And.. you'll need a book or two, and, plenty of time to read these boards! There is a wealth of information here and a wealth of knowledgable and friendly users more than happy to help introduce you to this hobby!

Hopefully I've given you plenty to think on for a while. Please visit our articles section for additional information to help you research what exactly you need.
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Old 08-20-2003, 01:51 PM   #4
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with respect to the issue of plumbing the tank. How would you suggest I do that? I assume the holes are for lines from the sump to the powerheads (although I'm not sure how that works either). Could you please explain.

In terms of the tank, I'm thinking a 55 gallon tank with about 3 inches of sand in the bottom. I have read some stuff about live rock, but don't really understand. Is live rock coral? or are they two separate things? Where do you buy live rock?

What about filtration? Do I need to add any chemicals to the water or just the salt mixture?

Thanks
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Old 08-20-2003, 02:27 PM   #5
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Quote:
I assume the holes are for lines from the sump to the powerheads (although I'm not sure how that works either).
The holes would be for plumbing your sump or refugium. The holes remove the need for hang-on overflow boxes and keep you from having to drape tubing and pipes over the top of your tank. The powerheads are seperate, stand-alone pumps that simply move water around in the tank (an important component)

Quote:
I'm thinking a 55 gallon tank with about 3 inches of sand in the bottom
Most would suggest a minimum of 4 inches. Look for southdown/yard right/oldcastle play sand or any sterilized argonite sand with a fine grain size. a 55 gallon tank will likely mean 1 tang at the most and be sure to aquascape (arange) your rocks so there is plenty of room in the front of the tank for him to swim freely.

Quote:
Is live rock coral? or are they two separate things? Where do you buy live rock?
live rock is many things, some of which is old dead corals. If you want "corals" in your tank, you want live corals, which are purchased seperate from live rock. (and much MUCH later in the life cycle of your tank) You can buy live rock from many online suppliers, you can also look for LFS that carry cured live rock so you won't have to cure it yourself. You'll want about 1.5-2x your water volume in rock. For a 55 gallon tank you will want around 75-100 pounds of live rock.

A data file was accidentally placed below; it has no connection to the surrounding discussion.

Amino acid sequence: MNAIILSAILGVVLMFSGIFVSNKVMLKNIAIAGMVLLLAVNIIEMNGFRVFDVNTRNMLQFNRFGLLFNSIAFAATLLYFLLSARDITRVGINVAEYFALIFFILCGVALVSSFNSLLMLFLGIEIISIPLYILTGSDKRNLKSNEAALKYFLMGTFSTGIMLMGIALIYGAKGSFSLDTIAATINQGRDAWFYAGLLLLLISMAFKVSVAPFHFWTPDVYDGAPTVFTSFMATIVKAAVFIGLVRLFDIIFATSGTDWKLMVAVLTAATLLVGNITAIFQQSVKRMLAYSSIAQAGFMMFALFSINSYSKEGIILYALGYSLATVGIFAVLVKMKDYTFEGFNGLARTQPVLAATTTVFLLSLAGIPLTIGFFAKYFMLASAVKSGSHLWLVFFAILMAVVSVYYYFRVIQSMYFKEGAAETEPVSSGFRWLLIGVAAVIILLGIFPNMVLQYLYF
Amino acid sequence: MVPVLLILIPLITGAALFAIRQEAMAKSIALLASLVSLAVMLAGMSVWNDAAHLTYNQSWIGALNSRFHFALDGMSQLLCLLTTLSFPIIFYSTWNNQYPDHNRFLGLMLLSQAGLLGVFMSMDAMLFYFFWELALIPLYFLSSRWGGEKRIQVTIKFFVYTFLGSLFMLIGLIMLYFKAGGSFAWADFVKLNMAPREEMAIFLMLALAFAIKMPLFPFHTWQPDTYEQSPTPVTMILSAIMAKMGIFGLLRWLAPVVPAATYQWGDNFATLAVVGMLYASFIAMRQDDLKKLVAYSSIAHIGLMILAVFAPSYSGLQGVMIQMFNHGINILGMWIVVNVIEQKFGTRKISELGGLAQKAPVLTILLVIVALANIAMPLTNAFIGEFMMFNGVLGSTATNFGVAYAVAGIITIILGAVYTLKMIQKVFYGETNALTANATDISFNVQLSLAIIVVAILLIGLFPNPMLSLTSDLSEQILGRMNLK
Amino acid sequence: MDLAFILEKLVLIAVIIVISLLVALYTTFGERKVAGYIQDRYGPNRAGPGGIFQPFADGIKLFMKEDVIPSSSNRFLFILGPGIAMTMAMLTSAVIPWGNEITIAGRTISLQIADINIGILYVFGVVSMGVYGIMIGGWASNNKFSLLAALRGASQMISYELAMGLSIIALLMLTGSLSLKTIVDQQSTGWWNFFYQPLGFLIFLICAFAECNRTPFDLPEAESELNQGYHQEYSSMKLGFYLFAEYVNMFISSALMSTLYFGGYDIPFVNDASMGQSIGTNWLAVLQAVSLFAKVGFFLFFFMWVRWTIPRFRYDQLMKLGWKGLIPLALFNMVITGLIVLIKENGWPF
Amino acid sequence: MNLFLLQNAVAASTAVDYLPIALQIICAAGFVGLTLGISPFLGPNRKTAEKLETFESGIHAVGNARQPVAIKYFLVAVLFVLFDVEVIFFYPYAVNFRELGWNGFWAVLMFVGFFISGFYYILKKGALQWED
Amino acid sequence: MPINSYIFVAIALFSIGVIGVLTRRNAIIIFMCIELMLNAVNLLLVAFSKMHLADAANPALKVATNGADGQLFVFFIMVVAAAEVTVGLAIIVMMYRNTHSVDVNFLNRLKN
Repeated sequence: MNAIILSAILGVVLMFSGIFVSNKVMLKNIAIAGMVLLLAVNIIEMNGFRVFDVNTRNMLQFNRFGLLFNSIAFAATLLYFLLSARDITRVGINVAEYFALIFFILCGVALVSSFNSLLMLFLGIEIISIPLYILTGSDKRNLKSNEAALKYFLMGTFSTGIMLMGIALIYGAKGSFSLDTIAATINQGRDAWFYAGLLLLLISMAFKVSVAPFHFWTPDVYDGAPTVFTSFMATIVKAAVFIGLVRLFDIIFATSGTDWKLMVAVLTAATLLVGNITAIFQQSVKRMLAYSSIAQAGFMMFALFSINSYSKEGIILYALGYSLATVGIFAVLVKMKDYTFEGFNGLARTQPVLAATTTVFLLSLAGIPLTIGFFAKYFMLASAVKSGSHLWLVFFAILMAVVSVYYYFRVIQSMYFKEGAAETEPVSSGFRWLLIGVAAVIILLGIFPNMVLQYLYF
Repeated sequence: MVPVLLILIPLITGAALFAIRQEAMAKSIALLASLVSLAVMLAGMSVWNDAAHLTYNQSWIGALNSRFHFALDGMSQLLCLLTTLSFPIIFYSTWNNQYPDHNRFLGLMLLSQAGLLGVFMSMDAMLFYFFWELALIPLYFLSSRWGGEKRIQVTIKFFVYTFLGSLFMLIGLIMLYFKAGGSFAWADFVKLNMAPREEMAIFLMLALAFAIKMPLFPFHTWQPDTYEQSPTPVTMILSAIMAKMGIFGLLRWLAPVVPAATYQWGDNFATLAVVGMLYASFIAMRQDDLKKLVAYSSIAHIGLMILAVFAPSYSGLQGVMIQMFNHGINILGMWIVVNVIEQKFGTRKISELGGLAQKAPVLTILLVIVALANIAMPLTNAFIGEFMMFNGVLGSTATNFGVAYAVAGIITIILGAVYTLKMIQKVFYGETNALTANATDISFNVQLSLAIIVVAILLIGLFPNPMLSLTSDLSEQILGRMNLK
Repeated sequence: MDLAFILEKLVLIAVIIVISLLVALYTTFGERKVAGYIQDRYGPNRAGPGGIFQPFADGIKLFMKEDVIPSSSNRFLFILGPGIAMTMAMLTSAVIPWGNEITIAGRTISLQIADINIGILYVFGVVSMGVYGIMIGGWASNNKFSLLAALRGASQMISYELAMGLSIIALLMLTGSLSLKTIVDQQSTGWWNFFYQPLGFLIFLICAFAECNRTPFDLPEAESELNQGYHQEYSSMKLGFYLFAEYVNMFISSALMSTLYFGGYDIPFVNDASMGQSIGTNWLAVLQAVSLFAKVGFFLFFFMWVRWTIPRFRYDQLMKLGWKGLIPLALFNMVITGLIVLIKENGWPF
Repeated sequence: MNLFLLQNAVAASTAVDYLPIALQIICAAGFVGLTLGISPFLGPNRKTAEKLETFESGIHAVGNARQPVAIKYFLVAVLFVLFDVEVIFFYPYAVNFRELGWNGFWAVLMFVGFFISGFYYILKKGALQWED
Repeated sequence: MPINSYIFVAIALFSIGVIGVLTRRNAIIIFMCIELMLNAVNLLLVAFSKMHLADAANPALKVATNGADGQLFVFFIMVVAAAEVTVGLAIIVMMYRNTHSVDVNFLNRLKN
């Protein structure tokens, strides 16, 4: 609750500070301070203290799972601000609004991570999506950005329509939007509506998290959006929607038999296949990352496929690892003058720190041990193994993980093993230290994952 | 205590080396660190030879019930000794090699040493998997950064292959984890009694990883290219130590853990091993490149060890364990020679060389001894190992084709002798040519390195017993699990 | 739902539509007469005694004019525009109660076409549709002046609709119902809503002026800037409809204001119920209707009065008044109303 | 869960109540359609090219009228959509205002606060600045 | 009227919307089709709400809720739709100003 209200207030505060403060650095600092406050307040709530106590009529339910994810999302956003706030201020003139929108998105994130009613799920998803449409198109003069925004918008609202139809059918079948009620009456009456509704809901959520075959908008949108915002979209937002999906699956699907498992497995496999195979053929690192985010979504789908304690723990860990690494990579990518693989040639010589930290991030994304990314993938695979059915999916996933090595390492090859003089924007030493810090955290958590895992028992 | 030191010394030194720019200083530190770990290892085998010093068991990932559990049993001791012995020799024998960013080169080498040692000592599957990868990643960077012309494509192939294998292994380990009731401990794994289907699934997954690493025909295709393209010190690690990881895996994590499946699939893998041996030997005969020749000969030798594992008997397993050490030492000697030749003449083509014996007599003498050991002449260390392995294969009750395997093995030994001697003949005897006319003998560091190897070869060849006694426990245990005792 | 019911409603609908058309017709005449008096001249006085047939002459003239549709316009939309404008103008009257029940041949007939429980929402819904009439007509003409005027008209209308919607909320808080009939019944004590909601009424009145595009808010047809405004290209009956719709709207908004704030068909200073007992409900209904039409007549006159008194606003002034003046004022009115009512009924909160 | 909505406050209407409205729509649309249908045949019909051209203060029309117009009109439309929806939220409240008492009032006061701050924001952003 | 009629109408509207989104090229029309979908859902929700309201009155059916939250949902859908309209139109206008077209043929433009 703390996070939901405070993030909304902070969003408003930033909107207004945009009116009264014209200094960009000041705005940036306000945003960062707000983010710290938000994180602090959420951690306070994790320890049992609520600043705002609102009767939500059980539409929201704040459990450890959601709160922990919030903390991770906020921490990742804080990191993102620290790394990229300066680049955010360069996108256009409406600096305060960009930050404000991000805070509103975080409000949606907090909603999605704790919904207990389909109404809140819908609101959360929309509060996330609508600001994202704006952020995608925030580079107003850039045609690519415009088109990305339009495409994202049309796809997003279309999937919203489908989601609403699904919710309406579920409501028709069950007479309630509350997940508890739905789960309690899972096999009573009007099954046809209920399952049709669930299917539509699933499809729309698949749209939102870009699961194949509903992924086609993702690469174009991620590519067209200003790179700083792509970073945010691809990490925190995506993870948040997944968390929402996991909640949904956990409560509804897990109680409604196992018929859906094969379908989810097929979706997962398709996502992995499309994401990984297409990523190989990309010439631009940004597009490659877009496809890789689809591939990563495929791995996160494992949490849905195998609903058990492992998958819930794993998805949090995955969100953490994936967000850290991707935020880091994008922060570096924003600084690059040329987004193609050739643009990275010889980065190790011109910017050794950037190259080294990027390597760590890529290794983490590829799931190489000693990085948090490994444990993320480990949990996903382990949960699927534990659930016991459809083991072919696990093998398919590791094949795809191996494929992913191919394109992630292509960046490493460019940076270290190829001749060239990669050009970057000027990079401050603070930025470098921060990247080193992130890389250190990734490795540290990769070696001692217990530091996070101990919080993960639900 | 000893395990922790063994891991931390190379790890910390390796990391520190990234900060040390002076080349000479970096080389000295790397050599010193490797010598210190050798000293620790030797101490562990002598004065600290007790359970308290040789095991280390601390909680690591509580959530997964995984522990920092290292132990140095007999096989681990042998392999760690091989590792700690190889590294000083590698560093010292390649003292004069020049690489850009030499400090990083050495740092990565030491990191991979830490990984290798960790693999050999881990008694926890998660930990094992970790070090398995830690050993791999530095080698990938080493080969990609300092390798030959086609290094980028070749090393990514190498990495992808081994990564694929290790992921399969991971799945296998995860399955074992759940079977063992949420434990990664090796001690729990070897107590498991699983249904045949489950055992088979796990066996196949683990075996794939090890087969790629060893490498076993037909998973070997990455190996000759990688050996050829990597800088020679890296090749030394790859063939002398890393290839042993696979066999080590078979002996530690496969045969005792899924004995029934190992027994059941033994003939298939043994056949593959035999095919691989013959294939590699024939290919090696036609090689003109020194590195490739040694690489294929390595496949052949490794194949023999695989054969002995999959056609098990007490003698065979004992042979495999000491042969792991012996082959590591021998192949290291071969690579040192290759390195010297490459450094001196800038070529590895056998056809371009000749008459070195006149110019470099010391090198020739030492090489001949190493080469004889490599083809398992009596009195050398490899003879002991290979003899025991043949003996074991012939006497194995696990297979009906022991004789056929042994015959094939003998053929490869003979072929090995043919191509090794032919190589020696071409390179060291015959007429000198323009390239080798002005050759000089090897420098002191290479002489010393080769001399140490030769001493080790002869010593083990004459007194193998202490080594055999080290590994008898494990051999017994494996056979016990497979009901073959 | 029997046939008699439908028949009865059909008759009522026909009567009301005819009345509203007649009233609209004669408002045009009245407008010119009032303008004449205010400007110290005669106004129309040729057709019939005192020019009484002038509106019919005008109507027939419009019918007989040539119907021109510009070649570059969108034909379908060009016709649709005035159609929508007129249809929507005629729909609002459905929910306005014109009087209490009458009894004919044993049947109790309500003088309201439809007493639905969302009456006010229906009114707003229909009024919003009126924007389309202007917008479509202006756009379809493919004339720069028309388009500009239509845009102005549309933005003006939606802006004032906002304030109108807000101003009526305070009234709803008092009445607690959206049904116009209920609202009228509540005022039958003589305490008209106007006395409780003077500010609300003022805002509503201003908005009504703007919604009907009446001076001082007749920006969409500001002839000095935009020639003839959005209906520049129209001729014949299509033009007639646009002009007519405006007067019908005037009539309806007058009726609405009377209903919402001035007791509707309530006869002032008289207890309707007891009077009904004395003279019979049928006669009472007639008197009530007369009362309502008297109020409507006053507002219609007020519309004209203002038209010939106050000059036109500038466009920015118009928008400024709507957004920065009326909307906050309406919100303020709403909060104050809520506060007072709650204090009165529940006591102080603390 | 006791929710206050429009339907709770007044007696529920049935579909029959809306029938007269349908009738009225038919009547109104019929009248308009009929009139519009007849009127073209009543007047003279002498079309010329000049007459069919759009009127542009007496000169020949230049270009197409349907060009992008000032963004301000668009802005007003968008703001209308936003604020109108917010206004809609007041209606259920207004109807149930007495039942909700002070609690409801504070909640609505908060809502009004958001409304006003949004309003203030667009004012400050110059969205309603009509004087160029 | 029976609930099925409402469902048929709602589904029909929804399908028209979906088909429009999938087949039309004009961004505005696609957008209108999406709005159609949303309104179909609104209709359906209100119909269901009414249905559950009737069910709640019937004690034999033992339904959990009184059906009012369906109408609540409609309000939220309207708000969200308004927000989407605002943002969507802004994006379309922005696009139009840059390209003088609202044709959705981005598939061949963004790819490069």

Quote:
What about filtration? Do I need to add any chemicals to the water or just the salt mixture?
The LR and the sand (DSB) will do nearly all the filtration you'll need. Suplimented with a skimmer/refugium and you should be all set. If you'll want a lot of corals in the tank you may need to "dose" with calcium or iodine. another RoT is to NEVER add anything to your tank that you are not regularly testing for. A quality salt mixture will have all the nutrients and trace elements for the majority of your needs. The calcium and iodine are only needed if you have a high coral load in your tank (someone confirm that for me? I don't dose those things myself as I don't have many corals)
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Old 08-20-2003, 02:46 PM   #6
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Thanks for your help. Sorry if I ask silly questions, but what is a refugium? I read a bit about setting up a sump, but didn't really understand it. How should this work?
Thanks
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Old 08-20-2003, 03:06 PM   #7
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a sump is simply another tank that is kept out of sight. The plumbing we talked a little about before is used to cycle water to and from this sump on a continual basis. The sump is used for a few things. It adds additional water volume to the tank to decrease the amount of water parameter fluctuations. It houses "unsightly" equipment such as heaters and skimmers, leaving more room in your display tank for fish and rocks.